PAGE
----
It's been weeks since I've posted, I know. Travel, deadlines, and something I thought might be a case of SARS have kept my head down; I have plenty to say, but neither the time nor the stamina currently to say it. Stay tuned.
the incredible shrinking trade rags
Now InfoWorld has followed eWeek from tabloid size down to the smaller (8″ X 10 1/2″) newsweekly magazine format, though InfoWorld opted to swallowed the red pill design-wise and go all the way to the magazine format, trading its start page for (gasp) a standard biz-mag cover format. I anticipated this move; I had mentioned the newsweekly format as an advantage for InformationWeek in a discussion I had with a former InfoWorld manager (back when he still was an InfoWorld manager), and he had said,”Watch this space.”
The problem is, their art department hasn't figured out how to do magazine covers yet. The first two issues in the new format have essentially been glorified box shots (a 10-Gig Ethernet switch, an HP server). Not exactly breaking new ground there, are they?
Format isn't the only thing shrinking in the tech weekly trades. Page count is still way down: eWeek has 64 pages (and they can still count their cover toward edit), with an anemic 17 pages of full-page ads (and 4 pages of cross-pub “enterprise classified group” ads, for a total of 21 pages of paid ads). Vast swaths of the middle of the book's 36 edit pages are unsullied by ad pages. InfoWorld has only 2 more full page ads (19) in its 68-page folio, plus its careers classifieds and 4-page “infomarket” section (unless you count the 12 page package dedicated to HP as an ad, too. It smells a bit like one.) InformationWeek has 22 full-page ads, a 4-page marketplace section (with two full page ads I don't count)in its 68-page folio.
ComputerWorld, the last tabloid hold-out in the executive IT trade weekly race, had a 56-page folio, and…16 full-page ads. Ouch. I suspect it will travel downward in format soon, to cut costs, unless Pat McGovern is on some sort of bad medication mix.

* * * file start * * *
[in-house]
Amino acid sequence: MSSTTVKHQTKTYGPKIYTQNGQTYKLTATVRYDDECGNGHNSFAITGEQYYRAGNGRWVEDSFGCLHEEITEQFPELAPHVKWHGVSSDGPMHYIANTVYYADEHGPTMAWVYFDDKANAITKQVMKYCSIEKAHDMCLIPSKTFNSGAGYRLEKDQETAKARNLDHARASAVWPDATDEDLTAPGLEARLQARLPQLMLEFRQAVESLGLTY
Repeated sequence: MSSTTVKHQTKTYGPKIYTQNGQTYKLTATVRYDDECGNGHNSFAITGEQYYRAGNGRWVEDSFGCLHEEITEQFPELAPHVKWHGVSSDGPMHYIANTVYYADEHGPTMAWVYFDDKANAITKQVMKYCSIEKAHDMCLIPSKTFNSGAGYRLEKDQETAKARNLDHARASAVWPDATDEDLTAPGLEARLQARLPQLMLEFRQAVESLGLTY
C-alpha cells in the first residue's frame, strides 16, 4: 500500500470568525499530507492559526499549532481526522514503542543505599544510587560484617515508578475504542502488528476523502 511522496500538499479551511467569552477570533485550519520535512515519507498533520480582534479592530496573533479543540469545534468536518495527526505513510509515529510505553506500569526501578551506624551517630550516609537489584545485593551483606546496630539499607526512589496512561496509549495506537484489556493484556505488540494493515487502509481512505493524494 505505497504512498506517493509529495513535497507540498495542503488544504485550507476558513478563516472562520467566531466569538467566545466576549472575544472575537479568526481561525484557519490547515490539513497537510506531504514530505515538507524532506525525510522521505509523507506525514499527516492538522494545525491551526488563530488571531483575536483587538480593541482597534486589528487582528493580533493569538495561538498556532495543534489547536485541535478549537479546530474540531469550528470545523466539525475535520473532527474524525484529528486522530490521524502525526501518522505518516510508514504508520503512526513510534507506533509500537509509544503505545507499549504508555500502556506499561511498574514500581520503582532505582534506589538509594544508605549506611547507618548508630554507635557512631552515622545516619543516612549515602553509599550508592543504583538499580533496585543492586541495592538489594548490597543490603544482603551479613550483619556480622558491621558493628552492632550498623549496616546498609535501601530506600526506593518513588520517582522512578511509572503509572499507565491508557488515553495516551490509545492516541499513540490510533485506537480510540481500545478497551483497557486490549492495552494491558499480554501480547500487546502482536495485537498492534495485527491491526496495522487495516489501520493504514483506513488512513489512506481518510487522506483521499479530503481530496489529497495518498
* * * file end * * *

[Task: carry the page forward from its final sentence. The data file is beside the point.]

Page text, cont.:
So what do these numbers mean? Well, for one thing, May is traditionally the last month before the summer advertising drop-off, which means that barring unforseen circumstances, all of these magazines will see pages fall off further through June, July and August. I predict at least one of the four contenders I've mentioned, if not all of them, will see full page ads dip into the single-digits before the summer is over. Which means, friends, that this is not the time to be looking for a job in the corporate IT weekly trade press.
I'm a reformed Gnutella user (who sought the digital versions of all the albums I owned still tucked away somewhere in my parents' basement) and a reborn music addict (I own and play (poorly) two guitars and a couple of other musical instrument). And Apple figured out how to hook me– a 99-cent price point for single song downloads, and $10 for most albums. And the 30-second listening room feature made my trips to the local chain store (or even time browsing music on Amazon) seem a waste of time–and opened some doors that I might have otherwise left closed musically because of issues like , er, cover art.
Case in point: I just downloaded Sum 41's album, “Does This Look Infected?”. While the visuals associated with the album probably would have kept me from listening to it in the record store (and it certainly isn't in circulation on the radio stations I listen to during my 15 minutes in the car every day), I decided to risk a listen. And I found, to my surprise, the punk-metal hooks were oddly compelling, at $10 and without the lurid cover.
And it was just too damned easy to do it, since Apple already had all my particulars because of my .Mac account. Instant gratification is a dangerous thing.
(Just to show you how bad it is, 10 minutes later I downloaded